updated....April 26, 1999
Visit Judy Sammel's Homepage: www.pobox.com/~sammel

Get a Cable Modem......Go to Jail

I've just been through a truly bizarre experience with Comcast@home, and I thought the assembled readership might be interested in hearing about it.

Chapter 1: In Which I Learn About the Various Divisions of the District Court of the State of Maryland

Thursday, November 19, 1998: It's an ordinary day. I get home from work, picking up the mail as I walk toward my house.  I notice that the return address on one of the letters is the District Court of the State of Maryland. As I walk up the front steps, I think, "I just did jury duty last year; they can't be asking me to serve again so soon, can they?"  After I settle in at home, I open the letter and read, "You have been summoned to appear as a defendant in a trial..."   My first thought is that someone is suing me for something, but then I see at the top of the page 'State of Maryland vs. Sammel, Judith Lynne', and realize that this isn't a person suing me.  My second thought is that I've gotten a parking ticket that blew off of my windshield and has gone unpaid, or maybe a speeding ticket from the traffic cameras I've heard about.  It's too late to call the Court to see what the case is about, so I have to wait until the next day.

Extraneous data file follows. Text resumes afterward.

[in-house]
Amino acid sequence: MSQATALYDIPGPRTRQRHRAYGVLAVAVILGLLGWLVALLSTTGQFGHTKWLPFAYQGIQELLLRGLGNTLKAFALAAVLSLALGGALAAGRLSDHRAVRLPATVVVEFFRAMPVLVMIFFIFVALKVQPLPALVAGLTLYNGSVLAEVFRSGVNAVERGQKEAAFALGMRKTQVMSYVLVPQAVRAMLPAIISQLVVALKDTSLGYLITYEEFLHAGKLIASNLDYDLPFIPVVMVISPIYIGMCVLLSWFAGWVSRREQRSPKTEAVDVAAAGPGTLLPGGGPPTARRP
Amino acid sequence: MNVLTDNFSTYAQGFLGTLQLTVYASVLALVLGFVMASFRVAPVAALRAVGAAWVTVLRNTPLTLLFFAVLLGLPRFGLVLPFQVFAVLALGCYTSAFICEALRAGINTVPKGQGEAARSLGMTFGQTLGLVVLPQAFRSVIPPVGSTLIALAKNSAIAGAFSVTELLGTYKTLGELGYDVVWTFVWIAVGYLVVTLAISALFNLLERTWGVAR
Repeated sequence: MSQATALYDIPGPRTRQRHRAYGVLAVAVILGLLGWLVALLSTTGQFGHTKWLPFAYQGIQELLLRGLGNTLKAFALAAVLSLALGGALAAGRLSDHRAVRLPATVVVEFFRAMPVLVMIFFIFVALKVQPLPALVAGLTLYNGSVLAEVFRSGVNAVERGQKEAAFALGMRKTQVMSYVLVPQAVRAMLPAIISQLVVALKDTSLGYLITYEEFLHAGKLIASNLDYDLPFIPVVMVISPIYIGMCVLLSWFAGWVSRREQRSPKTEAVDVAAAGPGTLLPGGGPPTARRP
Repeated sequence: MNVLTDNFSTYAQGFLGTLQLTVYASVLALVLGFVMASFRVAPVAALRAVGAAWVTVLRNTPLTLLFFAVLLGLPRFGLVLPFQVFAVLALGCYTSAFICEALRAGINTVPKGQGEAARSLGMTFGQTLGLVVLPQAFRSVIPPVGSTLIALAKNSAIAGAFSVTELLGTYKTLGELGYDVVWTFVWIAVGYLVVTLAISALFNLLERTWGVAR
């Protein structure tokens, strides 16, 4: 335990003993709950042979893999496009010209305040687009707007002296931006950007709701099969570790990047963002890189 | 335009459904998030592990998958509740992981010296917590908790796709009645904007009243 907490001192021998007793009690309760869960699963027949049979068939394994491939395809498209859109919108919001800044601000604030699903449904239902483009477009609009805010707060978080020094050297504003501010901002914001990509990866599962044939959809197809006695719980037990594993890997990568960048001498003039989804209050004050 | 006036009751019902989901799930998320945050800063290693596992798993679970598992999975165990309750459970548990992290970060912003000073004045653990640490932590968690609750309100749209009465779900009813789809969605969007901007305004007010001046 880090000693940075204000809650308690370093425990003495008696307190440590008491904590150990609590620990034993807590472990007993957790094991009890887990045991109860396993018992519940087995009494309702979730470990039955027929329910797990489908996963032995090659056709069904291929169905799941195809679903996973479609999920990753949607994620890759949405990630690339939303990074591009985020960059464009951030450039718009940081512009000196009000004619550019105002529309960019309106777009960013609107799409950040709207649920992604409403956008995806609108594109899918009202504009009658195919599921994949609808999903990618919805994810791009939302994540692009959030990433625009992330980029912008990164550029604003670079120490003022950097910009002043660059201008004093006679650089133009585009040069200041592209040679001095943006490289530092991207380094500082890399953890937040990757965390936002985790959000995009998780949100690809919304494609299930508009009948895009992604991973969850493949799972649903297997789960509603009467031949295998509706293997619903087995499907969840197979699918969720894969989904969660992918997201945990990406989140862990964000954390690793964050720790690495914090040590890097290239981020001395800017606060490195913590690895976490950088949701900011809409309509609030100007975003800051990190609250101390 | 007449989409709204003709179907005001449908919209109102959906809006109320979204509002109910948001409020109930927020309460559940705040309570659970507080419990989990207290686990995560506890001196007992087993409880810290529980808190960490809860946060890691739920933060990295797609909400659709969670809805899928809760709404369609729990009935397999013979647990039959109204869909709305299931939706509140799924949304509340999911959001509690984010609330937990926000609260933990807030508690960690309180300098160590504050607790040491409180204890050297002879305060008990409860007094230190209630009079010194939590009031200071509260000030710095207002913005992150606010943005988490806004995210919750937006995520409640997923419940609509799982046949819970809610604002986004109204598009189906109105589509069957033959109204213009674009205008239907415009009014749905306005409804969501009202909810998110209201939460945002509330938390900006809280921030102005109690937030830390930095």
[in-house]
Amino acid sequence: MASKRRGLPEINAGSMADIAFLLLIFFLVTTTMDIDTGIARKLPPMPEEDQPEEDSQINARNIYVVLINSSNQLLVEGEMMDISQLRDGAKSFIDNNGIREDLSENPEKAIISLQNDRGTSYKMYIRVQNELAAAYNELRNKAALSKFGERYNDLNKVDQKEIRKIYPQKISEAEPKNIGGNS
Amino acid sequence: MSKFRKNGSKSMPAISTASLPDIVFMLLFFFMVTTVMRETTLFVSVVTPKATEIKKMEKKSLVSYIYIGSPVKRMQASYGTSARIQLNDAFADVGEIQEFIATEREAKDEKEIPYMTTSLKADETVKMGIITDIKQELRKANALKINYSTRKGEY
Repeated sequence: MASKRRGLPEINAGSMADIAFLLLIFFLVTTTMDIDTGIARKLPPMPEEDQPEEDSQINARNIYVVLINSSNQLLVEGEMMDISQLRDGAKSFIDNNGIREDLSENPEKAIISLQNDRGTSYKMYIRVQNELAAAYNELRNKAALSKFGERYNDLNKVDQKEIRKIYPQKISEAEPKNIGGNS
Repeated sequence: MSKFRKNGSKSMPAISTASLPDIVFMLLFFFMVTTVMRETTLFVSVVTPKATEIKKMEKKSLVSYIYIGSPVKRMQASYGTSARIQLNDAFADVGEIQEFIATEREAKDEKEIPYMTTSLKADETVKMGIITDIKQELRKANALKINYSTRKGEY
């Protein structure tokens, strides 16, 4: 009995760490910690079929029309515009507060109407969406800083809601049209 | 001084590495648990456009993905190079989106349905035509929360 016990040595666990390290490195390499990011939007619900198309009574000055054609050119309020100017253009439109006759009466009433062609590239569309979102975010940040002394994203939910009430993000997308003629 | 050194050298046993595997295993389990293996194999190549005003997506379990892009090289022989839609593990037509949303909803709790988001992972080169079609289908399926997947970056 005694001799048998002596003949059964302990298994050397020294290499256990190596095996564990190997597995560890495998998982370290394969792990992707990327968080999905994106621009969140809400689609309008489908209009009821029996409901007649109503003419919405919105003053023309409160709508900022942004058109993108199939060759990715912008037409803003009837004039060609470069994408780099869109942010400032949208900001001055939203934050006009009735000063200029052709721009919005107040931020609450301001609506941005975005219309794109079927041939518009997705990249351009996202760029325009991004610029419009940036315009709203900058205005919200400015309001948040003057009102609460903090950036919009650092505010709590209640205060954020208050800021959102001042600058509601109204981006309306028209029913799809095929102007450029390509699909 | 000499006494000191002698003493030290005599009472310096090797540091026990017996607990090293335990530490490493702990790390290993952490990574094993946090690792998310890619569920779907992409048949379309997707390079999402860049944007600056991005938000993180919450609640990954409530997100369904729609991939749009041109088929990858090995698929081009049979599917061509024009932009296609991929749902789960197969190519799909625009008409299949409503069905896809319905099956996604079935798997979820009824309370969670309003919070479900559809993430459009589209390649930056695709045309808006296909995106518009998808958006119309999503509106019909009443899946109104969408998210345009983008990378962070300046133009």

The next morning,  I call the telephone number that's printed on the letter, and a recording says something like "press 1 for Civil Division, 2 for Traffic Division, 3 for Criminal Division, 4 for information about specific cases," etc.  I choose the option for information about specific cases, and the person who answers the phone asks me to read her the case number.  After I read it, I hear her say, "Just a minute.  Let me transfer you to the Criminal Division."

"Whaaaaaaaaat?" I ask, but it's too late.  I'm on hold.

Someone else picks up the phone, and again I read the case number and ask what the case is about.

"Cable fraud, " she replies.

Chapter 2: In Which Comcast Cablevision's Administrative Offices in Baltimore are Informed that "At Home" is More Than Just "A Place They'd Rather Be Than At The Office"